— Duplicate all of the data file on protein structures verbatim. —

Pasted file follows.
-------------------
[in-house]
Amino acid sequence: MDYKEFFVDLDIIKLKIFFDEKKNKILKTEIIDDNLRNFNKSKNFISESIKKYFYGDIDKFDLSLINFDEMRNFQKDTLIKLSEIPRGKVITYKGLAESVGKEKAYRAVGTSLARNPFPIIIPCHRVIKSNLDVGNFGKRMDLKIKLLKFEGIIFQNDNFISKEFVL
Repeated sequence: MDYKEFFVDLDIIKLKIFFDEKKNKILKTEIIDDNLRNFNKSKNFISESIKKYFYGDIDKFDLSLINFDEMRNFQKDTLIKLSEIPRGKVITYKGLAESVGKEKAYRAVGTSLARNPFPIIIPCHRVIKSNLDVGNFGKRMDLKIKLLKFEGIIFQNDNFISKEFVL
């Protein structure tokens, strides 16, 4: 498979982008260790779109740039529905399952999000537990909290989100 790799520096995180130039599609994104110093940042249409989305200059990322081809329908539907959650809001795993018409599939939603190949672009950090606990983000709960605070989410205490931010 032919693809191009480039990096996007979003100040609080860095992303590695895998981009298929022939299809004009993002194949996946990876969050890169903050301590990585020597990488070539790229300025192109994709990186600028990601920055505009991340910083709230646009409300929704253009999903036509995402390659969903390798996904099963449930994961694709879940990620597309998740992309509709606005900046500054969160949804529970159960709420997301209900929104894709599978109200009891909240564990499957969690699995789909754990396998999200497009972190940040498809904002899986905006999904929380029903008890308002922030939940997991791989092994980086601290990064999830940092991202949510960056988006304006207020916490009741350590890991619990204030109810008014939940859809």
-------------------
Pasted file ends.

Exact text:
[in-house]
Amino acid sequence: MDYKEFFVDLDIIKLKIFFDEKKNKILKTEIIDDNLRNFNKSKNFISESIKKYFYGDIDKFDLSLINFDEMRNFQKDTLIKLSEIPRGKVITYKGLAESVGKEKAYRAVGTSLARNPFPIIIPCHRVIKSNLDVGNFGKRMDLKIKLLKFEGIIFQNDNFISKEFVL
Repeated sequence: MDYKEFFVDLDIIKLKIFFDEKKNKILKTEIIDDNLRNFNKSKNFISESIKKYFYGDIDKFDLSLINFDEMRNFQKDTLIKLSEIPRGKVITYKGLAESVGKEKAYRAVGTSLARNPFPIIIPCHRVIKSNLDVGNFGKRMDLKIKLLKFEGIIFQNDNFISKEFVL
């Protein structure tokens, strides 16, 4: 498979982008260790779109740039529905399952999000537990909290989100 790799520096995180130039599609994104110093940042249409989305200059990322081809329908539907959650809001795993018409599939939603190949672009950090606990983000709960605070989410205490931010 032919693809191009480039990096996007979003100040609080860095992303590695895998981009298929022939299809004009993002194949996946990876969050890169903050301590990585020597990488070539790229300025192109994709990186600028990601920055505009991340910083709230646009409300929704253009999903036509995402390659969903390798996904099963449930994961694709879940990620597309998740992309509709606005900046500054969160949804529970159960709420997301209900929104894709599978109200009891909240564990499957969690699995789909754990396998999200497009972190940040498809904002899986905006999904929380029903008890308002922030939940997991791989092994980086601290990064999830940092991202949510960056988006304006207020916490009741350590890991619990204030109810008014939940859809």